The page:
RANDY CLEMENS is the author of the best-selling Sriracha Cookbook and coauthor of The Craft of Stone Brewing Co. A graduate of the California School of Culinary Arts, Randy is associate editor of Los Angeles magazine’s Digest blog and has written for numerous food publications including Gourmet, Saveur, Wine Enthusiast, Imbibe, Draft, Edible Westside, and BeerAdvocate. He lives in Southern California. Visit and for more information.

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The Veggie-Lover's Sriracha Cookbook: 50 Vegan "Rooster Sauce" Recipes that Pack a Punch 5 out of 5 based on 0 ratings. 1 reviews.
Veggiechiliqueen More than 1 year ago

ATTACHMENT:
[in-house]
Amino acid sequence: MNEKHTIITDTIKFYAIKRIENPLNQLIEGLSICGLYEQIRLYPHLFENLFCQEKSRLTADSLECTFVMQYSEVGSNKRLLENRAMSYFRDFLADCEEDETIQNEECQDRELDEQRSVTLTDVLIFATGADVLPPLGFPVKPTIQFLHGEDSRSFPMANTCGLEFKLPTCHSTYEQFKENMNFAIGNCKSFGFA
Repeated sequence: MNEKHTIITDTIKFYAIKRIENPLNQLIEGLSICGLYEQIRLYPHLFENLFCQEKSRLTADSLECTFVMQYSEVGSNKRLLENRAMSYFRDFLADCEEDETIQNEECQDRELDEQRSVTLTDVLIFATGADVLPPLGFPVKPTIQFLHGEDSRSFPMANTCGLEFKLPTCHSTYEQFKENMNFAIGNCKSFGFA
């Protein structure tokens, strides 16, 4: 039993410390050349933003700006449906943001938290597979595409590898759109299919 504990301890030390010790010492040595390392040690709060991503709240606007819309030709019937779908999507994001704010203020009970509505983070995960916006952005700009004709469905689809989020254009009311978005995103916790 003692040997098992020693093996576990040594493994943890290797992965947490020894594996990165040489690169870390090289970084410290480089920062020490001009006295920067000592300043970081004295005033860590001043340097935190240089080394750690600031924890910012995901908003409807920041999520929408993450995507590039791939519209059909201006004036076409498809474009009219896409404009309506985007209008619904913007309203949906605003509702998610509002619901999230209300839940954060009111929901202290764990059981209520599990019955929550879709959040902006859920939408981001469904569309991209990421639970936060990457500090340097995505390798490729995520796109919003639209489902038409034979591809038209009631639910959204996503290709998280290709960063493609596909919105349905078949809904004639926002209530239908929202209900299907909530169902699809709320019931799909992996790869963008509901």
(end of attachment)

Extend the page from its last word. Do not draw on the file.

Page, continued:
Sriracha has become the latest darling of the culinary world...this addictive blend of chiles, vinegar and garlic is giving traditional hot sauce a run for its money on tables across the country. Hot on the heels of The Sriracha Cookbook: 50 "Rooster Sauce" Recipes that Pack a Punch, Veggie-Lover's Sriracha Cookbook has 50 vegan "rooster sauce" recipes from drinks and snacks to soups, salads, main dishes, breakfast ideas and desserts. You'll find something to please every palate; there's a healthy dash of the international, from Middle Eastern muhammara and hummus to the Mediterranean, Latin America, Caribbean, and Asia (pho sure!). One of the greatest features is that yes, this is a vegan cookbook, but each recipe comes with suggestions to adapt recipes for (lacto-ovo) vegetarians as well as gluten-free diets. It's a much-appreciated gesture; I do make vegan dishes from time to time, but I love that the substitutions are right there, so I don't have to mentally convert ground flaxseed and water to egg whites, or ponder how to make gluten-free panko substitutes. I tried four recipes: the Sriracha caponata (page 27), zippy zucchini zuppa with asparagus and cannellini beans (page 36), the Sriracha broccoli slaw (page 47), and the maple-Sriracha roasted Brussels sprouts with cranberry wild rice (page 87). Next up is the warm Dijon-Sriracha potato salad with toasted hazelnuts, spicy tabbouleh-stuffed dolmas, and the super simple peanut butter and Sriracha cookies w/ chocolate chips!For my recipe testing, I used two readily-available brands of Sriracha, the ubiquitous Huy Fong, Sriracha Hot Chili Sauce, 17 Ounce Bottle and the new Trader Joe's Sriracha sauce. The cranberry wild rice is going to be my new Thanksgiving standby; it is an addictive blend of toothsome wild rice, cranberries, chopped pecans, and rosemary topped with caramelized Brussels sprouts (the rice minus the Brussels sprouts would make a great filling for halved acorn squash as a vegan holiday entrée). It also makes a stunning centerpiece if you take the time to arrange the Brussels sprouts in rows across the rice (I had uploaded a photo as an example, but Amazon recently disabled this feature). The broccoli slaw was a snap to throw together using bagged broccoli slaw from Trader Joe's; lacking fresh ginger, I threw in some slivered crystallized ginger, and the spicy bite complemented the slaw nicely. The zippy zucchini zuppa was exactly that; I loved the addition of asparagus late in the cooking, as it gave a lovely crunch and color to the soup. The caponata was the first time I'd tried making my own at home, and I loved the combination of sweet (from raisins) and tart (cider vinegar, tomato puree, Kalamata olives).The 50 recipes in "Veggie-Lover's Sriracha Cookbook" offer tasty and quick ways to add more fresh veggies into your diet with a splash of Sriracha. This is comfort food at its best, from Sriracha-cauliflower mac n' cheeze and banh xeo (Vietnamese "crepes" filled with savory fillings) to curried kale and squash risotto, to some snappy tipples like watermelon-Sriracha sangria and mango-Sriracha margaritas that are a perfect way to beat the summer heat. Best of all, Randy's recipes inspired me to start creating my own vegetarian Sriracha-spiked creations!